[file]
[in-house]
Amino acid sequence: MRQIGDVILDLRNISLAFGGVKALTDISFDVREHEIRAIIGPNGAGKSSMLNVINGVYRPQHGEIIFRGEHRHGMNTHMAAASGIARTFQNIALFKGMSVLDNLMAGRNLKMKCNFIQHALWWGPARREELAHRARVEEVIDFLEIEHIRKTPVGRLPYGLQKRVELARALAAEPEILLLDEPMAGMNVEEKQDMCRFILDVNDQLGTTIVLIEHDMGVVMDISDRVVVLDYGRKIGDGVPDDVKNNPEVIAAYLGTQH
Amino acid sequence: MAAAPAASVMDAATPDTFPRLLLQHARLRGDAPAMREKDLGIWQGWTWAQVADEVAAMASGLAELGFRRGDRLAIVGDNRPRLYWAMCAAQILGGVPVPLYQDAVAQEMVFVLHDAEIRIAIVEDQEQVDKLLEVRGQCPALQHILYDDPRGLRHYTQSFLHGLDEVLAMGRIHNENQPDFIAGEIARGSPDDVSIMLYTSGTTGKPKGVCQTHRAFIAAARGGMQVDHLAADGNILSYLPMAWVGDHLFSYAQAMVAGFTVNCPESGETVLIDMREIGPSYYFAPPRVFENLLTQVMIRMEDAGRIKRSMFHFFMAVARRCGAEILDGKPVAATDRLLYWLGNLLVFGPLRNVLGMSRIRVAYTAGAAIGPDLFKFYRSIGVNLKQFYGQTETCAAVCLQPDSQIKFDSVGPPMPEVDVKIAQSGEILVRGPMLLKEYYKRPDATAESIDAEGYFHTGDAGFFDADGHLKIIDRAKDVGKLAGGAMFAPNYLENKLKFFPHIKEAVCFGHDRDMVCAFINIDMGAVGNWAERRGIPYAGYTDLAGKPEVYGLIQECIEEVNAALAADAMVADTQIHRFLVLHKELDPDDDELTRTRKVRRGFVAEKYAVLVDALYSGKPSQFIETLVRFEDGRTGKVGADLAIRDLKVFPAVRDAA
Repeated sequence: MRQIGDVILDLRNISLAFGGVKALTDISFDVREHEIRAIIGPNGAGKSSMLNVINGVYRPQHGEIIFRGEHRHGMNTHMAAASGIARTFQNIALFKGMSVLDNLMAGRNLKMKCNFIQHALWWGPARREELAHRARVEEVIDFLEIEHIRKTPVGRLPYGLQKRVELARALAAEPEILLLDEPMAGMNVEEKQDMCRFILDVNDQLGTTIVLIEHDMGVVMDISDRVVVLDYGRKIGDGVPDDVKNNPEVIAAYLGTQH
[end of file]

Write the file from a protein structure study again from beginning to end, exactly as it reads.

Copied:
[in-house]
Amino acid sequence: MRQIGDVILDLRNISLAFGGVKALTDISFDVREHEIRAIIGPNGAGKSSMLNVINGVYRPQHGEIIFRGEHRHGMNTHMAAASGIARTFQNIALFKGMSVLDNLMAGRNLKMKCNFIQHALWWGPARREELAHRARVEEVIDFLEIEHIRKTPVGRLPYGLQKRVELARALAAEPEILLLDEPMAGMNVEEKQDMCRFILDVNDQLGTTIVLIEHDMGVVMDISDRVVVLDYGRKIGDGVPDDVKNNPEVIAAYLGTQH
Amino acid sequence: MAAAPAASVMDAATPDTFPRLLLQHARLRGDAPAMREKDLGIWQGWTWAQVADEVAAMASGLAELGFRRGDRLAIVGDNRPRLYWAMCAAQILGGVPVPLYQDAVAQEMVFVLHDAEIRIAIVEDQEQVDKLLEVRGQCPALQHILYDDPRGLRHYTQSFLHGLDEVLAMGRIHNENQPDFIAGEIARGSPDDVSIMLYTSGTTGKPKGVCQTHRAFIAAARGGMQVDHLAADGNILSYLPMAWVGDHLFSYAQAMVAGFTVNCPESGETVLIDMREIGPSYYFAPPRVFENLLTQVMIRMEDAGRIKRSMFHFFMAVARRCGAEILDGKPVAATDRLLYWLGNLLVFGPLRNVLGMSRIRVAYTAGAAIGPDLFKFYRSIGVNLKQFYGQTETCAAVCLQPDSQIKFDSVGPPMPEVDVKIAQSGEILVRGPMLLKEYYKRPDATAESIDAEGYFHTGDAGFFDADGHLKIIDRAKDVGKLAGGAMFAPNYLENKLKFFPHIKEAVCFGHDRDMVCAFINIDMGAVGNWAERRGIPYAGYTDLAGKPEVYGLIQECIEEVNAALAADAMVADTQIHRFLVLHKELDPDDDELTRTRKVRRGFVAEKYAVLVDALYSGKPSQFIETLVRFEDGRTGKVGADLAIRDLKVFPAVRDAA
Repeated sequence: MRQIGDVILDLRNISLAFGGVKALTDISFDVREHEIRAIIGPNGAGKSSMLNVINGVYRPQHGEIIFRGEHRHGMNTHMAAASGIARTFQNIALFKGMSVLDNLMAGRNLKMKCNFIQHALWWGPARREELAHRARVEEVIDFLEIEHIRKTPVGRLPYGLQKRVELARALAAEPEILLLDEPMAGMNVEEKQDMCRFILDVNDQLGTTIVLIEHDMGVVMDISDRVVVLDYGRKIGDGVPDDVKNNPEVIAAYLGTQH